This year has had no shortage of new hellos. I’ve done it all: cold emails, requested introductions, brokered new friendships, and been on the receiving end of serious professional generosity. And with each small act of connection, I’ve relearned the importance of a powerful, and personal, introduction. I’m reminded of an experience from a few […]
This year has had no shortage of new hellos.
I’ve done it all: cold emails, requested introductions, brokered new friendships, and been on the receiving end of serious professional generosity. And with each small act of connection, I’ve relearned the importance of a powerful, and personal, introduction.
I’m reminded of an experience from a few years ago. A close friend made a quick, generic introduction to somebody whose advice I was seeking. The intro was, well, flat and bland. Nothing like our robust friendship. Unsurprisingly, the only reply I heard back was the sound of crickets…and my own disappointment.
A year and a half later, another mutual friend invited me and that same person–the one who I’d hoped to meet via email–to drinks. This time, the connection was immediate. Now when we’re in the same city, we make time to grab a meal and catch up.
I don’t want to blame the flat email for our delayed personal and professional friendship. Inboxes are constantly in triage mode. People are obnoxiously busy. But every so often, I reflect on how hasty introductions like that first one not only make me feel (okay, so my ego might have been bruised) but how they can actually hinder a relationship from developing at all despite good intentions.
This experience reignited my commitment to making thoughtful introductions. And this year, I’ve been on the giving and receiving end of many. Recently, I actually received separate thank you notes and follow ups about the way I introduced two people. These routine emails had impact. I learned that the information shared and tone of an intro can fuel richer conversation, spark subsequent collaboration, and help independent relationships form more quickly. These connections worked because both parties felt like people to each other. And that’s what mattered.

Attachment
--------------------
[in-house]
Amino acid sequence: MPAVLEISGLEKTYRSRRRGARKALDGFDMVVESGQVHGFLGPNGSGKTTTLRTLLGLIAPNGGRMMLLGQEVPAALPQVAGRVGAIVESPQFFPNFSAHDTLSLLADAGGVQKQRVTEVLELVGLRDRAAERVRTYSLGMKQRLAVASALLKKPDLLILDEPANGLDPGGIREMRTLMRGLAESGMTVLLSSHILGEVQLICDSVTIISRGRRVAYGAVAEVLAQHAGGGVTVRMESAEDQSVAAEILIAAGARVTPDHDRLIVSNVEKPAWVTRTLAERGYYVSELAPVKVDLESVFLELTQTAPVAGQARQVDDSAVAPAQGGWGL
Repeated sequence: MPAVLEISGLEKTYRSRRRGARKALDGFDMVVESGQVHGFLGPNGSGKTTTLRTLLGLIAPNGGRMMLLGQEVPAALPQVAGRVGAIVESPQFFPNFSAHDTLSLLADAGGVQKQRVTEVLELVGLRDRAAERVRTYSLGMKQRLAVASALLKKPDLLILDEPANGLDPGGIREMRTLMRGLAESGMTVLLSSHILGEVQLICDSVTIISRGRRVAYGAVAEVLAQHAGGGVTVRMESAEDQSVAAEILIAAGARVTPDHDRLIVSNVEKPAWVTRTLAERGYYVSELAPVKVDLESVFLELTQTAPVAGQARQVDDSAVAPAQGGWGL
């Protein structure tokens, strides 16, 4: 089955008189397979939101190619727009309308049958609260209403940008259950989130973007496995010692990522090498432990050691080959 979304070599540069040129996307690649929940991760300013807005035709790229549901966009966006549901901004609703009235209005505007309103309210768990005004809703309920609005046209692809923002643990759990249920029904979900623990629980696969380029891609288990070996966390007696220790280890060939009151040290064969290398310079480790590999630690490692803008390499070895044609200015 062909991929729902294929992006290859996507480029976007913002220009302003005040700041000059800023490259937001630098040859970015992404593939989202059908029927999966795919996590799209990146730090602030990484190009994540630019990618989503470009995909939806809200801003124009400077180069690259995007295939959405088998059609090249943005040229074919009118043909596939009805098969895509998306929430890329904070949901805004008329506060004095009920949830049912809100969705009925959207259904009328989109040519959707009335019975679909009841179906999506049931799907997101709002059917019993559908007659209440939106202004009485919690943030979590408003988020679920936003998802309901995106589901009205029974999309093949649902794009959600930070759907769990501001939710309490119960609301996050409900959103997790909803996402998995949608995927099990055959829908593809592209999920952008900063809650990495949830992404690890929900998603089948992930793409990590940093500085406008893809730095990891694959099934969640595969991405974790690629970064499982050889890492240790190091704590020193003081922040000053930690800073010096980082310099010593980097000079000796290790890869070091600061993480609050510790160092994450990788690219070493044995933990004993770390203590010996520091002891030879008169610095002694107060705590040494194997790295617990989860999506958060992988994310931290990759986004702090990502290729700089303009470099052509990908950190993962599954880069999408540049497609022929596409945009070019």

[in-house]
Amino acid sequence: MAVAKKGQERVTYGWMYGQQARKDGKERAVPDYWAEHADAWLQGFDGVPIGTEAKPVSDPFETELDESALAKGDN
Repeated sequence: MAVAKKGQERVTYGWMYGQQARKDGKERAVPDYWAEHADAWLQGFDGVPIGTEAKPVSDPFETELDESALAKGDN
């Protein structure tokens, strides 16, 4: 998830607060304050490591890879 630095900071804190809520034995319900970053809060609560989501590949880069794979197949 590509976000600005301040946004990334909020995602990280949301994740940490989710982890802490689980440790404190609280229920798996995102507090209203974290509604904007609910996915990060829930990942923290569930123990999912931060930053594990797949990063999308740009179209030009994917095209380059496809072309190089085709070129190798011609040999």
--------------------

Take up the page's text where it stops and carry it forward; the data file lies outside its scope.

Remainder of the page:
As someone who loves to host dinner parties, my approach to digitally connecting people is not dissimilar. While writing this, I read a great piece that echoed the sentiment of using a hosting mindset online:
“The better we become at introductions, the better we become at seeing hidden connections between people who could hit it off….When making email introductions, you are the host. People deserve the same amount of hospitality you would give your dinner guests.”
These introductory emails come naturally to me now. It’s an honor to celebrate and connect two people who might find mutual benefit. When I look back at past emails, I notice that I’m subconsciously answering certain questions. Why must these people meet? Why do I think these people rock? Why might somebody else? How will these people find mutual benefit… and more importantly, mutual connection?
Here’s a quick cheat sheet of questions to ask yourself as you are crafting thoughtful introductions:
- What is this purpose of the introduction? (Most people usually stop here.)
- What are meaningful, or mutual, affiliations? (…or they stop here.)
- In what context are you connected to each person?
- What’s a conversation you’d think these people would love to have?
- What information would connect them on a personal level? (shared hobby, passion, etc)
- What’s a milestone, brag, or recent highlight of their personal or professional life? (a new baby, a promotion, a published article…)
- What makes this person special to you personally?
- What unique skills, superpowers, traits, or dispositions does each person have?
There’s much more to say on this topic whether it’s being confident in your introductions, choosing the right approach to making connections, or asking for an intro. But at the heart of it lies a simple message:
Play the host. Honor your introductions. Make the world a bit more human in the process.